From the pet peeves file, I simply have to take a stand against this country's repeated sin against the 44th president of the United States of America

A rose may smell as sweet, whether you call it a rose, a hornswoggle or Barry. But a president deserves more respect than even a flowering beauty, which is why I've finally reached my limit on how New Zealand media pronounce the name of the 44th president of the United States.

You can put this down as a bit of Friday frippery if you like. I was going to get my teeth into the report by the capital markets taskforce, but given its 60 recommendations, like John Key I'll take slightly longer to respond than I did to the 2025 taskforce. I'll get to the markets report next week, when we're back in Auckland.

It's been over a year since Barack Obama won the election; almost a year since he was sworn in, as billions watched him pronounce his own name as he swore the oath of office. Heck, it was the most watched election campaign in history, and night after night we have heard his name pronounced for several years. Now, as president, that continues. His name must be two of the most commonly spoken words on the planet, yet announcer after announcer in this country seems unable to get their head around it.

How many times have I watched or listen to some story by a US-based journalist while it's played on our television or radio, hearing that journalist talking about buh-RAAK oh-BAA-muh, only for the clip to end and the New Zealand announcer to refer to buh-RACK?

I hear it repeatedly on both main TV networks and on radio, including - and it sends me into sweats even writing this - National Radio. I keep thinking 'this must be the last time. Someone in authority will send out the memo'. But it goes on and on.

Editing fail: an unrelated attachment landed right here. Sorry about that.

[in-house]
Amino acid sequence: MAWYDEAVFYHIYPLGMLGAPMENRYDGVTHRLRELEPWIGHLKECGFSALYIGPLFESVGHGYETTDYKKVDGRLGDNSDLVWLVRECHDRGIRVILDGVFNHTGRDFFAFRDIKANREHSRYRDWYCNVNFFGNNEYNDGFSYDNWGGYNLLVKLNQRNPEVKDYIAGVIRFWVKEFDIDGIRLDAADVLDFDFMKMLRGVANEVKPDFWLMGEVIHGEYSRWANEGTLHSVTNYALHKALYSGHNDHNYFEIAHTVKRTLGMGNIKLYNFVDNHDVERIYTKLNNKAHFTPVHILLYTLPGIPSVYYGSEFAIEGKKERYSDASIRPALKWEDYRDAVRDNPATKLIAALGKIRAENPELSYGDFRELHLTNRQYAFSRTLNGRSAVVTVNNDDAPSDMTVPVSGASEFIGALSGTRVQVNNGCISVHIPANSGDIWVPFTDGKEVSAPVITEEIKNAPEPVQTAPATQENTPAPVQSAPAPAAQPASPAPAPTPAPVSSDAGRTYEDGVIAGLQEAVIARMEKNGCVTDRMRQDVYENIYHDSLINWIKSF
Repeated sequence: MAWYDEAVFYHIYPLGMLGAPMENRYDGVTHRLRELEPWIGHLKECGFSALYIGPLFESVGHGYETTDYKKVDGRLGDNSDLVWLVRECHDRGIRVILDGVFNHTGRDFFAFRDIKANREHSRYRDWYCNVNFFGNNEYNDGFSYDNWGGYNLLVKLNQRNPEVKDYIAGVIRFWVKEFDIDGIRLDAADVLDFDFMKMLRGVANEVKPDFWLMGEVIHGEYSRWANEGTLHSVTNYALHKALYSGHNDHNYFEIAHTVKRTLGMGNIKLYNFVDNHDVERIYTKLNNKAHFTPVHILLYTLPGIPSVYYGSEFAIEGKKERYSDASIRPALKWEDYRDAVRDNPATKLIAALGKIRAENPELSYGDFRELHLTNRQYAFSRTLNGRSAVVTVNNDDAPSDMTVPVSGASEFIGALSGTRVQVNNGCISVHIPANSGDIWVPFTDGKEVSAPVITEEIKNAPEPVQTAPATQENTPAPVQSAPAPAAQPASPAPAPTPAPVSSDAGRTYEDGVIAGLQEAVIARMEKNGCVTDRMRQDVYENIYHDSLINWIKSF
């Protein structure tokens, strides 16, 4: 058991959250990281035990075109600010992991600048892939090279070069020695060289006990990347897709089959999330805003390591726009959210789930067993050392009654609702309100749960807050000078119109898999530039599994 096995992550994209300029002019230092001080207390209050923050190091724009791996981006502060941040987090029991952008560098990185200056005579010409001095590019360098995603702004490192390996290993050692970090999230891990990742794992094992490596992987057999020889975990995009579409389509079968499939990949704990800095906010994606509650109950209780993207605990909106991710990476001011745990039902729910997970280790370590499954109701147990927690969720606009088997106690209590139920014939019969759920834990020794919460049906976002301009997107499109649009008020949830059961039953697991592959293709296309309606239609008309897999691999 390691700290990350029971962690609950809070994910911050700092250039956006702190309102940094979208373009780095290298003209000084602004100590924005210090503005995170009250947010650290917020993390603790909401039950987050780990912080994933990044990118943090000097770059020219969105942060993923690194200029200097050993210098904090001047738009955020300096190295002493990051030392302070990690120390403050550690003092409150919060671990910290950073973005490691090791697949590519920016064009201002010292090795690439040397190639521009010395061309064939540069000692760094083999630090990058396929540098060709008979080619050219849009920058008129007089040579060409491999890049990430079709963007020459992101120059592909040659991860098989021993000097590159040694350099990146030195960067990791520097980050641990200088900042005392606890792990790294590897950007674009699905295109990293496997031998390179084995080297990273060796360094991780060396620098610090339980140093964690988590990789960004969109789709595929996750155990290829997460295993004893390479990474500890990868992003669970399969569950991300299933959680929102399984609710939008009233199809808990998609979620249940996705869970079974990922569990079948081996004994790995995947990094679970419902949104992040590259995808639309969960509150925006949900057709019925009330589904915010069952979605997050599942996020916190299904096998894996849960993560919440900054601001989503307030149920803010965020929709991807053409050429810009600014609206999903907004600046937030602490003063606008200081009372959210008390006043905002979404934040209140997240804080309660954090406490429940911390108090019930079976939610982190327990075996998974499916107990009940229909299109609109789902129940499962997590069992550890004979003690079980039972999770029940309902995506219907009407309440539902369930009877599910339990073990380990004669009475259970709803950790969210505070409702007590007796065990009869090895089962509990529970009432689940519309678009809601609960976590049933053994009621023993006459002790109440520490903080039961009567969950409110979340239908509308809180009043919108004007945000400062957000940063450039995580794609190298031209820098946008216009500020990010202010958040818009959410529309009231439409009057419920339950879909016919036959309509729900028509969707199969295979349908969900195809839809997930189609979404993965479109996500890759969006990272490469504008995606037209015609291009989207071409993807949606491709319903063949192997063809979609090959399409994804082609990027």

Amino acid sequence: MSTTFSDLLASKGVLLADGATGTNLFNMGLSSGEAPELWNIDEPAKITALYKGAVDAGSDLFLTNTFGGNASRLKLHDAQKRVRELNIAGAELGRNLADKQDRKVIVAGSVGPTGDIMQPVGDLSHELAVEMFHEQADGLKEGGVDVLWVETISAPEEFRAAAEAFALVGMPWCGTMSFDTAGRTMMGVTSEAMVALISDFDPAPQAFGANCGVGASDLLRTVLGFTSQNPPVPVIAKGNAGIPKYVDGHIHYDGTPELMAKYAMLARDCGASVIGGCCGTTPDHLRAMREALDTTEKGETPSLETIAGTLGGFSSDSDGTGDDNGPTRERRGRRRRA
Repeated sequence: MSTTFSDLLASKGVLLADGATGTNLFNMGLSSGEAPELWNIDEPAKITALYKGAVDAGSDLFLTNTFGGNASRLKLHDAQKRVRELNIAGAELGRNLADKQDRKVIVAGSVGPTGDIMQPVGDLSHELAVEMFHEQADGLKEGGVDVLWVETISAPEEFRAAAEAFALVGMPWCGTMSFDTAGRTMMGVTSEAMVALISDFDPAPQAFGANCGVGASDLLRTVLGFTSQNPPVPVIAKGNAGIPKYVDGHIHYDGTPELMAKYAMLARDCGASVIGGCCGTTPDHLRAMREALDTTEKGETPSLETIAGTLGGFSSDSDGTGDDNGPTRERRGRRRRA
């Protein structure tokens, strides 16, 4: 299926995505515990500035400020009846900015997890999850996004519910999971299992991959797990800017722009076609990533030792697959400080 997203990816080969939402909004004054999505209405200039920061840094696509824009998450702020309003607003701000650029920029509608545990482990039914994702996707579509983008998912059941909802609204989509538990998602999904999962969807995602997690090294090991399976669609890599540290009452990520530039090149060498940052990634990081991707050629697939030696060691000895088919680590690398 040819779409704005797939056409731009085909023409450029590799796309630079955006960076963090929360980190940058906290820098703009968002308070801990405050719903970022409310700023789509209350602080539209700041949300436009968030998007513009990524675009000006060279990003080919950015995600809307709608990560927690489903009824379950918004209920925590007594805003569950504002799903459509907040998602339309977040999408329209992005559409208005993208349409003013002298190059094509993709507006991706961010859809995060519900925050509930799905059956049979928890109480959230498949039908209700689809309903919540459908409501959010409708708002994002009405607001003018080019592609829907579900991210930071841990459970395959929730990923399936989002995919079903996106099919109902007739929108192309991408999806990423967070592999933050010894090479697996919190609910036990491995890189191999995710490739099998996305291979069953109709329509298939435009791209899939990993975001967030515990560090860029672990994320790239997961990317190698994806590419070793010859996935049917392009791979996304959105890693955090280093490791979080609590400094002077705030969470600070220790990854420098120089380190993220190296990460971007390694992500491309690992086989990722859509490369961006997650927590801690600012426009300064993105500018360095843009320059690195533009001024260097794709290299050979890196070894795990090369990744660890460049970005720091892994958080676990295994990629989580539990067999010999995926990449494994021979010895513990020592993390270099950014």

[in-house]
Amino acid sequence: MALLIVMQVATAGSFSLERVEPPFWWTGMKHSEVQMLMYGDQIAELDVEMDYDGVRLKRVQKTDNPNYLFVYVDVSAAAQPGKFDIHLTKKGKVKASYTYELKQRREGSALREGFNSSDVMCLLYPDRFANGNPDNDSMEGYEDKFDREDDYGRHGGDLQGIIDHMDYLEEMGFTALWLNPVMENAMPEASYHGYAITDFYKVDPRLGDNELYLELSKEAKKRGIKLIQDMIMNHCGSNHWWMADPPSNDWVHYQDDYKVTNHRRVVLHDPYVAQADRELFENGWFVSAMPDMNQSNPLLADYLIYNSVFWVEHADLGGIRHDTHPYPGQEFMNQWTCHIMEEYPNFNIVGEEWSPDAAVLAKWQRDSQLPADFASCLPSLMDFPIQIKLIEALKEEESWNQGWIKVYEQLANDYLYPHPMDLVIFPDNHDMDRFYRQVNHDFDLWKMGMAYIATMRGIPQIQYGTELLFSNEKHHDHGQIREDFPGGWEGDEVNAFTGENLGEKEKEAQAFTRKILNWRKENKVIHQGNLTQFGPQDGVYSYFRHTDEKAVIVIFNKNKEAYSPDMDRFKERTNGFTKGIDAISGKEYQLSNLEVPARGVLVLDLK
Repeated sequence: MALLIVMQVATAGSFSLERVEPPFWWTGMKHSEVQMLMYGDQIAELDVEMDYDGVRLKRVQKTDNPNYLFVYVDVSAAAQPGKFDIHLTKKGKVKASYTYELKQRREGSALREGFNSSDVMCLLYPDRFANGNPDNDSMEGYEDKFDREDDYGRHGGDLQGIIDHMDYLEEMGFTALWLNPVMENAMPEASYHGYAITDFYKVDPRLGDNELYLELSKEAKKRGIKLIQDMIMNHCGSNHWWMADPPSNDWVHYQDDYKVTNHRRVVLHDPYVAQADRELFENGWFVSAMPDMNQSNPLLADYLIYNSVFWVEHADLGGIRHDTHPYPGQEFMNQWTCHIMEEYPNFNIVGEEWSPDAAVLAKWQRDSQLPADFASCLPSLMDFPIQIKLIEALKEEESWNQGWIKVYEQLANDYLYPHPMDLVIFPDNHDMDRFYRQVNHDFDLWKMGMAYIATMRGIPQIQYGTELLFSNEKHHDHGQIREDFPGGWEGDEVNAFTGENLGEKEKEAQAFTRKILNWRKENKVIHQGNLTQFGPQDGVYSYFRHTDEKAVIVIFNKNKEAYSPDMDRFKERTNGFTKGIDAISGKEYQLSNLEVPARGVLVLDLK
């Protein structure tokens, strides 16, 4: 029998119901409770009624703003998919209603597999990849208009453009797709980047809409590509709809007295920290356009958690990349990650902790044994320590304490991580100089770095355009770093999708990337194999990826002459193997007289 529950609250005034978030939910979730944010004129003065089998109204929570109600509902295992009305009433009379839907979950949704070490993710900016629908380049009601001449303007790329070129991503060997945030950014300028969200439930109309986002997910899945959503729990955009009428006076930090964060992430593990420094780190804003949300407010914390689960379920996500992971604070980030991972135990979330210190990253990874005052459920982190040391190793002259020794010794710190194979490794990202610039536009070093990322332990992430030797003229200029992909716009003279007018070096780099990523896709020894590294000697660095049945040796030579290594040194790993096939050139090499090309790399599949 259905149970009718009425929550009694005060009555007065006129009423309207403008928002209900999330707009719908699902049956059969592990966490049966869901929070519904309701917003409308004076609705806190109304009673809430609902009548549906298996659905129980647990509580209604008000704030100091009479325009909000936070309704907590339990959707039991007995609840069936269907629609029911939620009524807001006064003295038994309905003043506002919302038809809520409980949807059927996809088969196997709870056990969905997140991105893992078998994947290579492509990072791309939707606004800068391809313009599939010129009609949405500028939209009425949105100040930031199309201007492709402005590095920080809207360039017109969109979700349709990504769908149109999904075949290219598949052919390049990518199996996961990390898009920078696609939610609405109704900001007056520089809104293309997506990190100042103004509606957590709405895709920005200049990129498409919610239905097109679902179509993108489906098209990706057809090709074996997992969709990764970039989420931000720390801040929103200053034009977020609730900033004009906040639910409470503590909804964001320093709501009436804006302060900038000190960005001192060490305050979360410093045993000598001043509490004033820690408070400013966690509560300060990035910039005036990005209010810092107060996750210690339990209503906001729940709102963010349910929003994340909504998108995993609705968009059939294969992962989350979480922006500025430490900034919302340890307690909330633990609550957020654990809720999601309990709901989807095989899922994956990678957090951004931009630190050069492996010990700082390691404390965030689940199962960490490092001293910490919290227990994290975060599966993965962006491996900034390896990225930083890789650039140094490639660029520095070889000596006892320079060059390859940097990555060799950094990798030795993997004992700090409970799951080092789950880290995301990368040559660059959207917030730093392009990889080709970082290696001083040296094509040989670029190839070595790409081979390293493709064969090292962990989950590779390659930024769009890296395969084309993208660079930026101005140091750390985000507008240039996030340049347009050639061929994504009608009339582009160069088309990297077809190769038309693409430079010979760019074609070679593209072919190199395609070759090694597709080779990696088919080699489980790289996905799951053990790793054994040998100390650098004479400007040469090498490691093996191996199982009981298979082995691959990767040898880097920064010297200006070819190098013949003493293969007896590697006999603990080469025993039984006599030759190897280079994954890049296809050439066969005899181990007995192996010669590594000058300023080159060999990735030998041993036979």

(And memos do go round. TVNZ was quick to correct reporters who wanted to go all Danny Kaye on us and start pronouncing the Danish capital Copen-haagen. The Danish pronunciation is with a short 'a').

Frankly, it's in danger of becoming a national embarrassment. What if Hillary Clinton does end up visiting our shores in January, and she gets asked questions about Buh-RACK? Will someone call her HIGH-lary? Sure, the odd bit of high-tech equipment shares our foible, but that's no excuse.

Obama's even on record stating that name pronunciation matters to him, and he takes care to get things right.

“When your name is Barack Obama, you're sensitive to these things,” he's said. It's just courtesy.

So let's spell this out. President Barack's not a building for soldiers to bunk in. He's not what a crowd does when it's angry at a speaker. Even though Obama is the first black president, his name doesn't rhyme with his ethnic description. His name bears no relation to the thing you store your spices in. If you don't believe me, ask the Beeb.

I understand that his name looks like 'rack', and that we usually pronounce ck-ending words with a short 'a'. Crack, track, knack, smack. But seriously, I'd like to give these script-readers a smack for their complete inability to master the knack of saying Barack Obama's name correctly. It's BaRAAK!

I imagine you have some bugbears on the pronunciation; let us know. What's been getting your goat this year?

Comments (2)

by Claire Browning on December 18, 2009
Claire Browning

Anything Toni Street says. And that dude on a quest for Yellow chocolate - Josh? Joel? - who always sounds as if he’s drooling through a mouthful of the stuff. And - while we‘re on the subject of sports reporters - that tedious little bit of banter that I suppose one calls a “throw”, into the TVNZ and RNZ sports bulletins. Why? Does it take a while to wind their brains up to top gear? - because that’s always how it sounds. And finally - nothing to do with pronunciation this one, more of a mutual incomprehension issue - 018 directory service out of the Philippines. Someone from Telecom said the other day that it has improved; based on this morning’s experience, I can assure him it has not.

by Jonathan Devine on December 18, 2009
Jonathan Devine

Is this the line for end-of-year pet peeves?

My barber asks me if I'm an IT person every time I see him and says I look like one when I respond in the negative. "What does an IT person look like?," I ask. "Unloved," he responds.

Oh, and people who step out of shops onto the footpath and who pause for long seconds, taking in their new surroundings. What, are you surprised that walking out a door delivered you to the outdoors?

Phew. Now I can enjoy Christmas.

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